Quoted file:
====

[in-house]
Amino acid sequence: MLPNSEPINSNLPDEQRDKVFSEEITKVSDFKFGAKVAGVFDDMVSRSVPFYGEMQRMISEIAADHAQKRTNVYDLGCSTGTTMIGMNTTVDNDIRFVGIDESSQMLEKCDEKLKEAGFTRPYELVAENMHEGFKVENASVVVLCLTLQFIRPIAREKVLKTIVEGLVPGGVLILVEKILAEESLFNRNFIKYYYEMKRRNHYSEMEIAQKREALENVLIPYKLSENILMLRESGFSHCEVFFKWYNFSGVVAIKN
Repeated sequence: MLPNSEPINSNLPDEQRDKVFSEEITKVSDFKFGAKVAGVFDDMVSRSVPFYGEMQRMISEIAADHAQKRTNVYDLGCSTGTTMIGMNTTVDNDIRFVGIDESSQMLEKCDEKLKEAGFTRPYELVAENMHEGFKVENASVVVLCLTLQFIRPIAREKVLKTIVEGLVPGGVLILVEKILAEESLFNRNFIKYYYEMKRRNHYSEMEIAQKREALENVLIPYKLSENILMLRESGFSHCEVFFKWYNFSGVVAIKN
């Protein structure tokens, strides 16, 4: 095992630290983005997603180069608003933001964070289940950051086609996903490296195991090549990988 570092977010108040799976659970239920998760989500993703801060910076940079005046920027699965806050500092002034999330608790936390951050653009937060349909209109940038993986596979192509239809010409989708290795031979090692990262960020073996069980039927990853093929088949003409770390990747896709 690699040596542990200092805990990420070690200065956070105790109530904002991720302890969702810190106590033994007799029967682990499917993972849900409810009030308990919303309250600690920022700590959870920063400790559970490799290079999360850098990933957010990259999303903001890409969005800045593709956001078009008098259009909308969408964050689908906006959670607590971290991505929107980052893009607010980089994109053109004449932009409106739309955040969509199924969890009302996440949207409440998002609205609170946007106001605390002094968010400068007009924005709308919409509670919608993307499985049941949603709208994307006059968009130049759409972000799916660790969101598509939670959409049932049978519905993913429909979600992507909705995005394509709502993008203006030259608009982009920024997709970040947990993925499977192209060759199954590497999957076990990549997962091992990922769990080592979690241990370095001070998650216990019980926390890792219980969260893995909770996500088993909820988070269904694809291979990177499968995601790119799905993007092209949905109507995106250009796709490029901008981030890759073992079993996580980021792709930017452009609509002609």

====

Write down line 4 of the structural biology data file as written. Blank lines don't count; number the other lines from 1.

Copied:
């Protein structure tokens, strides 16, 4: 095992630290983005997603180069608003933001964070289940950051086609996903490296195991090549990988 570092977010108040799976659970239920998760989500993703801060910076940079005046920027699965806050500092002034999330608790936390951050653009937060349909209109940038993986596979192509239809010409989708290795031979090692990262960020073996069980039927990853093929088949003409770390990747896709 690699040596542990200092805990990420070690200065956070105790109530904002991720302890969702810190106590033994007799029967682990499917993972849900409810009030308990919303309250600690920022700590959870920063400790559970490799290079999360850098990933957010990259999303903001890409969005800045593709956001078009008098259009909308969408964050689908906006959670607590971290991505929107980052893009607010980089994109053109004449932009409106739309955040969509199924969890009302996440949207409440998002609205609170946007106001605390002094968010400068007009924005709308919409509670919608993307499985049941949603709208994307006059968009130049759409972000799916660790969101598509939670959409049932049978519905993913429909979600992507909705995005394509709502993008203006030259608009982009920024997709970040947990993925499977192209060759199954590497999957076990990549997962091992990922769990080592979690241990370095001070998650216990019980926390890792219980969260893995909770996500088993909820988070269904694809291979990177499968995601790119799905993007092209949905109507995106250009796709490029901008981030890759073992079993996580980021792709930017452009609509002609």